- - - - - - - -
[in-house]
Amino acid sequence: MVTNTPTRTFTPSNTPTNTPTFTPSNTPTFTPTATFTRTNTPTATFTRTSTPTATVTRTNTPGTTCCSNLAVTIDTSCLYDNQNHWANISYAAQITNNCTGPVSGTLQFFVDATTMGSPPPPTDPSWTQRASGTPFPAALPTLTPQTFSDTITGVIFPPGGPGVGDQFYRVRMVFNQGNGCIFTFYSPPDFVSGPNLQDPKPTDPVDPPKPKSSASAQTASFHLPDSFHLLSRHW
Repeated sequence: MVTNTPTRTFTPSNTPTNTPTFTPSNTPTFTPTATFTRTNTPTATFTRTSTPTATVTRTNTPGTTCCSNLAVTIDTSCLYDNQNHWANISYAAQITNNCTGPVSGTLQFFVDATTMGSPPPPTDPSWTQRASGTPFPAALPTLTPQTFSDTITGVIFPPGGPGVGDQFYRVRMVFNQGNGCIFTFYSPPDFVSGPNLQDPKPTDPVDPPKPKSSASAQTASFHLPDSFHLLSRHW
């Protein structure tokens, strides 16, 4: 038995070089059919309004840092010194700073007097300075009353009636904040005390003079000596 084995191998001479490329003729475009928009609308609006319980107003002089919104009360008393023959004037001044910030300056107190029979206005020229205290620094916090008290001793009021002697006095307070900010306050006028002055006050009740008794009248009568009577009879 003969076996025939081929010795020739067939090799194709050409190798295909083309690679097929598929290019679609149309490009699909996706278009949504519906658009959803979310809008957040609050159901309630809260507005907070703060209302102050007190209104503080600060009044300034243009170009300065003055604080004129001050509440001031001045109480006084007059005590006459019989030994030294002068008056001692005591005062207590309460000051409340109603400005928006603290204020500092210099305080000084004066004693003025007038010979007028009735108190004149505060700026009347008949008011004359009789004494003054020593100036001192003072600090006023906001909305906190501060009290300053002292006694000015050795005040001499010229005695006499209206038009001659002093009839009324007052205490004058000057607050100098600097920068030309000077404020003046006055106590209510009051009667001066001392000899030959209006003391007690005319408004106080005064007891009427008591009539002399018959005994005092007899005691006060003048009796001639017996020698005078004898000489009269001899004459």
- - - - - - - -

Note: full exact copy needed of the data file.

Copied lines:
[in-house]
Amino acid sequence: MVTNTPTRTFTPSNTPTNTPTFTPSNTPTFTPTATFTRTNTPTATFTRTSTPTATVTRTNTPGTTCCSNLAVTIDTSCLYDNQNHWANISYAAQITNNCTGPVSGTLQFFVDATTMGSPPPPTDPSWTQRASGTPFPAALPTLTPQTFSDTITGVIFPPGGPGVGDQFYRVRMVFNQGNGCIFTFYSPPDFVSGPNLQDPKPTDPVDPPKPKSSASAQTASFHLPDSFHLLSRHW
Repeated sequence: MVTNTPTRTFTPSNTPTNTPTFTPSNTPTFTPTATFTRTNTPTATFTRTSTPTATVTRTNTPGTTCCSNLAVTIDTSCLYDNQNHWANISYAAQITNNCTGPVSGTLQFFVDATTMGSPPPPTDPSWTQRASGTPFPAALPTLTPQTFSDTITGVIFPPGGPGVGDQFYRVRMVFNQGNGCIFTFYSPPDFVSGPNLQDPKPTDPVDPPKPKSSASAQTASFHLPDSFHLLSRHW
């Protein structure tokens, strides 16, 4: 038995070089059919309004840092010194700073007097300075009353009636904040005390003079000596 084995191998001479490329003729475009928009609308609006319980107003002089919104009360008393023959004037001044910030300056107190029979206005020229205290620094916090008290001793009021002697006095307070900010306050006028002055006050009740008794009248009568009577009879 003969076996025939081929010795020739067939090799194709050409190798295909083309690679097929598929290019679609149309490009699909996706278009949504519906658009959803979310809008957040609050159901309630809260507005907070703060209302102050007190209104503080600060009044300034243009170009300065003055604080004129001050509440001031001045109480006084007059005590006459019989030994030294002068008056001692005591005062207590309460000051409340109603400005928006603290204020500092210099305080000084004066004693003025007038010979007028009735108190004149505060700026009347008949008011004359009789004494003054020593100036001192003072600090006023906001909305906190501060009290300053002292006694000015050795005040001499010229005695006499209206038009001659002093009839009324007052205490004058000057607050100098600097920068030309000077404020003046006055106590209510009051009667001066001392000899030959209006003391007690005319408004106080005064007891009427008591009539002399018959005994005092007899005691006060003048009796001639017996020698005078004898000489009269001899004459």